Forest defender sits in tree to protest luxury homes development in Ann Arbor

The developer plans to plow down more than 750 trees

click to enlarge A protester is camped high in a tree to protect a forested section of Ann Arbor from being cleared for a luxury homes project. - FIGHT CONCORD PINES
FIGHT Concord Pines
A protester is camped high in a tree to protect a forested section of Ann Arbor from being cleared for a luxury homes project.

A self-identified "forest defender" camped high in a tree Monday morning to protest a planned development of luxury homes in a forested section of Ann Arbor.

The protester, who goes by the name Nuthatch, plans to sit in the tree “indefinitely” to prevent the removal of hundreds of trees to make way for the Concord Pines development site at 660 Earhart Road in northeast Ann Arbor.

The developer, the Toll Brothers, plans to build 57 luxury homes on a 39-acre site.

“We don't do this for fun,” Nuthatch said in a statement. “Certainly, being up here in the canopy and surrounded by the sounds of the forest is a lovely place to be. But please believe me that I wish with all my heart that we could find an easier way besides facing off against police day after day. But we can't stop. We aren't just fighting Toll Brothers — we're fighting the systems that support them, the systems of white supremacy, capitalism, and oppression of all kinds.”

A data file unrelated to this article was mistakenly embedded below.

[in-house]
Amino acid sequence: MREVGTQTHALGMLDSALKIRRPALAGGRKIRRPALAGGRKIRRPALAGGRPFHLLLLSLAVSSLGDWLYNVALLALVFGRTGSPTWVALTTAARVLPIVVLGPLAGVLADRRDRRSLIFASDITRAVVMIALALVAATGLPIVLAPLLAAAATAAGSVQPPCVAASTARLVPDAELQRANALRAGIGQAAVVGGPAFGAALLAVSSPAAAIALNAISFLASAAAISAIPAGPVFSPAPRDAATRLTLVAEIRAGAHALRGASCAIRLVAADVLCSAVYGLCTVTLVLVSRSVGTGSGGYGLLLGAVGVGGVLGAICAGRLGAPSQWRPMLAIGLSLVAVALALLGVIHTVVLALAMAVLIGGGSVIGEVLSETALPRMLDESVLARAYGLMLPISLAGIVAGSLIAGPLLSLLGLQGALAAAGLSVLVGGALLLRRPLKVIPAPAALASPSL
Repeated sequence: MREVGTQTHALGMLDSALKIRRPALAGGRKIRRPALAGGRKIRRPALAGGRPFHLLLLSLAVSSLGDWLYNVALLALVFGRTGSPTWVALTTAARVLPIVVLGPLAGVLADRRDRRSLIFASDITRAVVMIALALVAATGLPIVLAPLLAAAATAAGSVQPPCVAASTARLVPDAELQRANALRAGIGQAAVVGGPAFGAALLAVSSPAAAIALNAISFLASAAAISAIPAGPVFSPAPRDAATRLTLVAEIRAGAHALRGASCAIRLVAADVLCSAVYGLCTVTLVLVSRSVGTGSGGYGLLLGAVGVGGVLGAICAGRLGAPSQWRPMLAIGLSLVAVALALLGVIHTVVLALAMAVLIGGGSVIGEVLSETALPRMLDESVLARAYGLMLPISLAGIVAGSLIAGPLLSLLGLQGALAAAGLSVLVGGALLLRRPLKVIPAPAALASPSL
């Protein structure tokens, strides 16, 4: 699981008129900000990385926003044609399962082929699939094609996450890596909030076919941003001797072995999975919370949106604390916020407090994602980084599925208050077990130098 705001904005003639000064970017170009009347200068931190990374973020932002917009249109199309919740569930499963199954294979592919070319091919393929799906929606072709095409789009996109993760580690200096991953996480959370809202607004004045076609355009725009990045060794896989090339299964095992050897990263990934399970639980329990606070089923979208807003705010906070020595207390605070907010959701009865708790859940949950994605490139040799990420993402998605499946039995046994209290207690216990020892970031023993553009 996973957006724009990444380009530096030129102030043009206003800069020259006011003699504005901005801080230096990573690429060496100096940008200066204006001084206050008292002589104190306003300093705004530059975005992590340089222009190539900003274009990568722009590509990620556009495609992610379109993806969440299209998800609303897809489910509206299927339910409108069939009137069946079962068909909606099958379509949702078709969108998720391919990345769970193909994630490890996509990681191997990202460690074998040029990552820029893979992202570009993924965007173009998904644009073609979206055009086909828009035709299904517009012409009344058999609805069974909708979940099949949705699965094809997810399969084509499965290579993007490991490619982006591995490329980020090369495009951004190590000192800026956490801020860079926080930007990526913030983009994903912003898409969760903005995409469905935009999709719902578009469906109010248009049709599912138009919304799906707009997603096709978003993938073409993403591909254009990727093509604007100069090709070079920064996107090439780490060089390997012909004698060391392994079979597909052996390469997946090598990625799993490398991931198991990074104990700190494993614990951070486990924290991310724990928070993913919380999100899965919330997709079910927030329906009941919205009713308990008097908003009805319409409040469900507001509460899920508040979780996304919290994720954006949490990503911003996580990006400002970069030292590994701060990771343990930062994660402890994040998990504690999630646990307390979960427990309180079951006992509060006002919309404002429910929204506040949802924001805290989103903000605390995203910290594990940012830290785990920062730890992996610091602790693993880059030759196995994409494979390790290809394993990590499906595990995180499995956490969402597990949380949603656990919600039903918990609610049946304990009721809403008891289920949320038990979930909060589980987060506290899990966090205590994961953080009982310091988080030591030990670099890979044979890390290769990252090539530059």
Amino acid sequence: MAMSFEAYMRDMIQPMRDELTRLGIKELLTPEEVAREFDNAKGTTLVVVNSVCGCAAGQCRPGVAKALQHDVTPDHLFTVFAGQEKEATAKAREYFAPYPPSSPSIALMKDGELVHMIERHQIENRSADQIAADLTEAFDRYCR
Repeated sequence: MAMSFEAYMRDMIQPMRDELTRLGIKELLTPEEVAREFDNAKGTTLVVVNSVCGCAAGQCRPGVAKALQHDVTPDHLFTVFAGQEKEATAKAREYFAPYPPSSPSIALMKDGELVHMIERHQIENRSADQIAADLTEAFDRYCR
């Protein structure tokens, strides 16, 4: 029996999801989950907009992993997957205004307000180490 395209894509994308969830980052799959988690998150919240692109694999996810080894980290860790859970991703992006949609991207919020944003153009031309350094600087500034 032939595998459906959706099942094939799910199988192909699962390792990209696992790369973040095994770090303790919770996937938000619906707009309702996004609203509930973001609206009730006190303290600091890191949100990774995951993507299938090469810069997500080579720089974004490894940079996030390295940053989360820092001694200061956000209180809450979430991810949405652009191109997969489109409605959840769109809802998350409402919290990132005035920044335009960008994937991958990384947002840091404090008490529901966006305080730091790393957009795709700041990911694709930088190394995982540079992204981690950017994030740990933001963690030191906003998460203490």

The Ann Arbor City Council approved the development with an 8-3 vote in October 2021.

Crews plan to plow down more than 750 trees.

click to enlarge A protester is sitting in a tree to stop the destruction of forested land in Ann Arbor. - FIGHT CONCORD PINES
FIGHT Concord Pines
A protester is sitting in a tree to stop the destruction of forested land in Ann Arbor.

Last month, members of the protest group FIGHT Concord Pines locked themselves to construction machinery, and at least two of them were arrested.

The land also has connections to indigenous people, protesters said.

“The land itself was traditionally stewarded by the Wyandot and the Bodéwadmi peoples, many of whom waged immense resistance battles against their forced removal to Kansas and Oklahoma in the 1800s,” they said. “Despite a record of nearby burial mounds and remains, Toll Brothers have not provided any details on their plans to involve the Bodéwadmi or Wyandot should remains, cultural artifacts, or other significant items be discovered at the site.”

In a statement Monday morning, protesters said they don’t plan to back down.

“There is no time left to stop the climate crisis by appealing to weak-willed government officials,” protesters said. “Direct action must be taken to stop the destruction of our planet.”

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About The Author

Steve Neavling

Steve Neavling is an award-winning investigative journalist who operated Motor City Muckraker, an online news site devoted to exposing abuses of power and holding public officials accountable. Neavling also hosted Muckraker Report on 910AM from September 2017 to July 2018. Before launching Motor City Muckraker,...
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